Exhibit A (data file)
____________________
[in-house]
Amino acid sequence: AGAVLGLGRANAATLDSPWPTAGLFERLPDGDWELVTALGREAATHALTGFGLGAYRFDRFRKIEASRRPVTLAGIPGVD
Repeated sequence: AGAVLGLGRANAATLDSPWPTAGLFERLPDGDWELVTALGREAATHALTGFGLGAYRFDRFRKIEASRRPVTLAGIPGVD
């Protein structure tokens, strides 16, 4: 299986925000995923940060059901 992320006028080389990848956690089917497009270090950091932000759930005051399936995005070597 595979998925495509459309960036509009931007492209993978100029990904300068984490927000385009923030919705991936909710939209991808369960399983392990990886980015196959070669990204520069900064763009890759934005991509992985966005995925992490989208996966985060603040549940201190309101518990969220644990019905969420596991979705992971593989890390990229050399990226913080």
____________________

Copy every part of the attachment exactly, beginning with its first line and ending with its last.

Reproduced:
[in-house]
Amino acid sequence: AGAVLGLGRANAATLDSPWPTAGLFERLPDGDWELVTALGREAATHALTGFGLGAYRFDRFRKIEASRRPVTLAGIPGVD
Repeated sequence: AGAVLGLGRANAATLDSPWPTAGLFERLPDGDWELVTALGREAATHALTGFGLGAYRFDRFRKIEASRRPVTLAGIPGVD
């Protein structure tokens, strides 16, 4: 299986925000995923940060059901 992320006028080389990848956690089917497009270090950091932000759930005051399936995005070597 595979998925495509459309960036509009931007492209993978100029990904300068984490927000385009923030919705991936909710939209991808369960399983392990990886980015196959070669990204520069900064763009890759934005991509992985966005995925992490989208996966985060603040549940201190309101518990969220644990019905969420596991979705992971593989890390990229050399990226913080």